The Brookings Institution is a Washington D.C. based think-tank whose analysts are frequently quoted by the press and policymakers and are invited to testify in congressional hearings. Brookings’ current president is Strobe Talbott, the former deputy secretary of state in the Clinton administration, and the institution’s employment of former U.S. administration officials as a sort of “court-in-exile” has allowed analysts to stay informed about issues while out of government. Given this level of influence, it is noteworthy when the think tank writes and recirculates a brief that may misinform readers.
“A view from the West Bank: Three key takeaways” (March 21, 2016) by Khaled Elgindy, a Brookings Center for Middle East Policy fellow and former adviser to the Palestinian Authority (PA), while making some important observations about internal rivalries within the authority, misleads through omissions and easily disprovable assertions.
In his first “takeaway,” Elgindy claims that the wave of Palestinian Arab terrorist attacks, ongoing since September 2015 is “largely despair-driven, but remains individualistic and politically directionless.” However, the so-called “stabbing intifada” in which Arabs have attacked and tried to murder Israelis—sometimes successfully—with rocks, vehicles, axes, knives and guns is primarily none of those things.
Elgindy erroneously claimed that “Israeli settlement expansion, home demolitions, land confiscations, and movement restrictions continue to rob Palestinians of their land, livelihoods, and dignity.” This chain of accusations fails to mention that the latter three items—demolitions, confiscations and restrictions—target terrorists and those who support them, not Palestinian Arabs in general. In fact, as CAMERA has noted (“U.N. School Celebrates Palestinian Stabbing of Jews,” March 8, 2016), many Palestinian terrorists have cited the “al-Aqsa libel” as motive. That more-than-80-year-old charge consists of Palestinian leaders falsely claiming that Jews are somehow endangering Jerusalem’s al-Aqsa mosque, often called Islam’s third-holiest-shrine. Among other instances, it has been used in 1929, 1996, 2000 and more recently on Sept. 16, 2015 when Abbas claimed on official PA TV: “The al-Aqsa is ours…and they [Jews] have no right to defile it…We bless every drop of blood that has been spilled for Jerusalem…”
As far as the claims of “settlement expansion,” CAMERA has reported that (“Fact-Checking a Fact Check: ThinkProgress Fails on Netanyahu ‘Falsehoods,’” Nov. 17, 2015), Jewish communities in the West Bank (Judea and Samaria)—although having internal growth—have not expanded outwardly and no new settlements have been built for two decades. Elgindy also omits that in the last two decades, Israel has withdrawn its troops from most of Hebron, southern Lebanon and the Gaza Strip, and settlers also from the latter—only to be rewarded with increased Palestinian terrorist attacks.
Palestinian rejection of Israel’s right to exist in peace and as a Jewish state—implicitly agreed to by Palestinian leaders as part of the 1990s Oslo peace accords that created the PA—goes unmentioned by the Brookings fellow. So does PA rejection of offers for a “two-state” solution in 2000 at Camp David, 2001 at Taba and 2008 after the Annapolis Conference. In 2014, PA President Mahmoud Abbas turned down U.S. Secretary of State John Kerry’s offer to restart negotiations, potentially leading to such an outcome.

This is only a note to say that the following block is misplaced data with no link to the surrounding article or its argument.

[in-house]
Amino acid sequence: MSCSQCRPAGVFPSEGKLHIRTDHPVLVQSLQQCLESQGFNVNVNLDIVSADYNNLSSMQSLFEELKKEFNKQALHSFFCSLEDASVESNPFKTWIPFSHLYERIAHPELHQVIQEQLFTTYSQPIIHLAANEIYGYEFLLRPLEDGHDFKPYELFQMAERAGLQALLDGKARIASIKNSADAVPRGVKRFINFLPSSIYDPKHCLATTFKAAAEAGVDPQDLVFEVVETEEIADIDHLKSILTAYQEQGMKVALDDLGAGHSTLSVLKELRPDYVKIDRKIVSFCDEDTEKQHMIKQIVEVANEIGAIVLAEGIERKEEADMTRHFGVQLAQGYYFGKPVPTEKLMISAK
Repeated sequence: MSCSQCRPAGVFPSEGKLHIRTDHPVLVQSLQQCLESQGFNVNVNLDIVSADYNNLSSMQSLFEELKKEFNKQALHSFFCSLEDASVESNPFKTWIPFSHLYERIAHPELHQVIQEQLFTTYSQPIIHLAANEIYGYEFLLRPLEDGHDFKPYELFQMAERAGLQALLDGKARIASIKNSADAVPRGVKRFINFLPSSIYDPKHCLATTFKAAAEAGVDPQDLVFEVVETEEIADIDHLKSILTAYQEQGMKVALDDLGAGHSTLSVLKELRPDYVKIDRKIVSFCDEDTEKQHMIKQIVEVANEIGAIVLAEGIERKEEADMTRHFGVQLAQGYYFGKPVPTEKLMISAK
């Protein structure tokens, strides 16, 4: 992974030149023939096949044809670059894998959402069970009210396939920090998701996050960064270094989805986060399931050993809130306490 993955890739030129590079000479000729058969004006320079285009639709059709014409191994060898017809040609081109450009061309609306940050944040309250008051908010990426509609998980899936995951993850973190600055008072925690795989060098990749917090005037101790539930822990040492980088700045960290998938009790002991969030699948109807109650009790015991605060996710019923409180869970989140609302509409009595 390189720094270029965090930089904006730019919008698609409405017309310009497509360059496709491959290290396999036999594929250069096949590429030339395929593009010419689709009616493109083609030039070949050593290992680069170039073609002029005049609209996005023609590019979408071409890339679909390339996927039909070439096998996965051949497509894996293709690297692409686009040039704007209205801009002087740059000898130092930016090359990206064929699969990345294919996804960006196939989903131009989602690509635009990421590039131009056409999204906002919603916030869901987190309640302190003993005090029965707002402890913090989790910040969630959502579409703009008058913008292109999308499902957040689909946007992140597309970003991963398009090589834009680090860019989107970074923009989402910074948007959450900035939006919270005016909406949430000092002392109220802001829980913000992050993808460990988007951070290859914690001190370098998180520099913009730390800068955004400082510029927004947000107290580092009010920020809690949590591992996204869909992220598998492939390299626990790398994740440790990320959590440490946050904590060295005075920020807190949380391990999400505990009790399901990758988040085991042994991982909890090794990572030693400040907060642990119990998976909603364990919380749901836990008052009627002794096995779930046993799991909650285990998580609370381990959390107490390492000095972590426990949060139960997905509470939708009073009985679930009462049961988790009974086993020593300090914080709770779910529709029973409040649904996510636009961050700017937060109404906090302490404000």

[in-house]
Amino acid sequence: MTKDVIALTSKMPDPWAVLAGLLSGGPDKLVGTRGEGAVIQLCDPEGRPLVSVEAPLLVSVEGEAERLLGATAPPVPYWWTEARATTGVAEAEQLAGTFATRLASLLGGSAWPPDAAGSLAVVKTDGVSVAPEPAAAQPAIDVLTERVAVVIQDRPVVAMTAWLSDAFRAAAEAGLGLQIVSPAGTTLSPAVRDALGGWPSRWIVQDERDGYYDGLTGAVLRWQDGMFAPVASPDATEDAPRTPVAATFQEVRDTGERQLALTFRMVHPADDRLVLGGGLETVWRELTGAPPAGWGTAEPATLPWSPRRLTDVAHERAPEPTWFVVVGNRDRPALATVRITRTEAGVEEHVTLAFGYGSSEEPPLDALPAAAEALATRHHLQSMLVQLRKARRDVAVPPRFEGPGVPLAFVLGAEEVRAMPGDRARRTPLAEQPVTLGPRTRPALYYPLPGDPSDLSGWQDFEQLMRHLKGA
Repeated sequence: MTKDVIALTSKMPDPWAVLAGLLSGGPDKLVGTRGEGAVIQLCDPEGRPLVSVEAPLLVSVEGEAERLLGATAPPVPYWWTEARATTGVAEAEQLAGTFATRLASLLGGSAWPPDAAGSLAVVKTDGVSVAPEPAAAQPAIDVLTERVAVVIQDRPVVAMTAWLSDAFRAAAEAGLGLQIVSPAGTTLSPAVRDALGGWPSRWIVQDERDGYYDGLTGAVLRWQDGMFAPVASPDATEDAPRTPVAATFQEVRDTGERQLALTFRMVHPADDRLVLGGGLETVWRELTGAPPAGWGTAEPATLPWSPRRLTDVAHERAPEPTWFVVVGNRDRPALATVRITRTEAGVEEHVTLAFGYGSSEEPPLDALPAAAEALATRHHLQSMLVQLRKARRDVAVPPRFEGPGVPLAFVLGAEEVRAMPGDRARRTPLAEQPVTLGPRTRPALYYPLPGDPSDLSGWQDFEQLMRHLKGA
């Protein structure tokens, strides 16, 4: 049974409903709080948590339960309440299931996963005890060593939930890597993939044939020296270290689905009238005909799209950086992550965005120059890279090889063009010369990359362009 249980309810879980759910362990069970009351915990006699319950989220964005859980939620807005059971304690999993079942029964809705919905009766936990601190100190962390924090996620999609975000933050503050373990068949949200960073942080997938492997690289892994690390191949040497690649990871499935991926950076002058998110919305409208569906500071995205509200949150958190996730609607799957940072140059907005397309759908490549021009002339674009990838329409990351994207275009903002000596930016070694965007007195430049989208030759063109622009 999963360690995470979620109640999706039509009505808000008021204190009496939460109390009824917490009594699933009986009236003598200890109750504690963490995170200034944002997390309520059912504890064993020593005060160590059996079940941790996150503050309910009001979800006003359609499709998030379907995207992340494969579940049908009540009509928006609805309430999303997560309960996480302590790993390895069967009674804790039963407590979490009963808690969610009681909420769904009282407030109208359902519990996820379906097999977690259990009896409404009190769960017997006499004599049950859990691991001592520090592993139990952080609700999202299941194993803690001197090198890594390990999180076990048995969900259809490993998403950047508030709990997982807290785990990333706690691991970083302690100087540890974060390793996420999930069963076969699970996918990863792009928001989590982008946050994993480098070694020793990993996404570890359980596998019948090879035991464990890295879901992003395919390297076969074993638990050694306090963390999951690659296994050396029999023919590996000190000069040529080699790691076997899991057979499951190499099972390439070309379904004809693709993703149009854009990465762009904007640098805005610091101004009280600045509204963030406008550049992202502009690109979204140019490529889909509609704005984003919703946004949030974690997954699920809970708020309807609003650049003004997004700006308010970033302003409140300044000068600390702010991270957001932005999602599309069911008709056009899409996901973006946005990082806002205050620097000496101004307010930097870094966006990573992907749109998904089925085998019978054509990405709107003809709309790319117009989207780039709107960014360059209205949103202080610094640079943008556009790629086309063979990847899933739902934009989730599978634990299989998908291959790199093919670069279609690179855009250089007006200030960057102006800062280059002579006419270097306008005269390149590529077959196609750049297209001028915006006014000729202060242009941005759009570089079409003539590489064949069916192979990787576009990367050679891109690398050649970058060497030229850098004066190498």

According to Palestinian Media Watch (PMW), a non-profit organization that monitors Arab media in the West Bank, the Gaza Strip and eastern Jerusalem, examples of Palestinian leaders supporting anti-Israeli terrorist attacks are plentiful: PMW reports, for example, that on Dec. 30, 2015, Abbas Zaki, the Fatah central committee member and commissioner of Arab relations and relations with China, claimed that Fatah “is currently leading the mass uprising [terrorist attacks].”
ajorities of the Palestinian public have supported their leaders’ calls for anti-Jewish violence. A Sept. 2015 poll by the Palestinian Center for Policy and Survey Research showed that 57 percent of Palestinian Arabs in the West Bank and the Gaza Strip support an intifada (violent uprising). Only 30 percent supported a one-state solution in which Arabs and Israelis “enjoy equal rights” and 58 percent oppose mutual recognition of Israel as a state for Jewish people and Palestine as a second state for Palestinian Arab people.
Elgindy was aware of this poll; he cited the same survey to show West Bank Arab dissatisfaction with Abbas. One wonders why he didn’t see fit to mention the above data on Palestinian support for terrorism.
As a widely cited think-tank, the Brookings Institution seeks to “help policymakers and the public address critical issues of freedom, prosperity and security in the 21st century.” Yet, the “view from the West Bank” depicted in Elgindy’s brief leaves readers with critically little to takeaway regarding the “stabbing intifada.”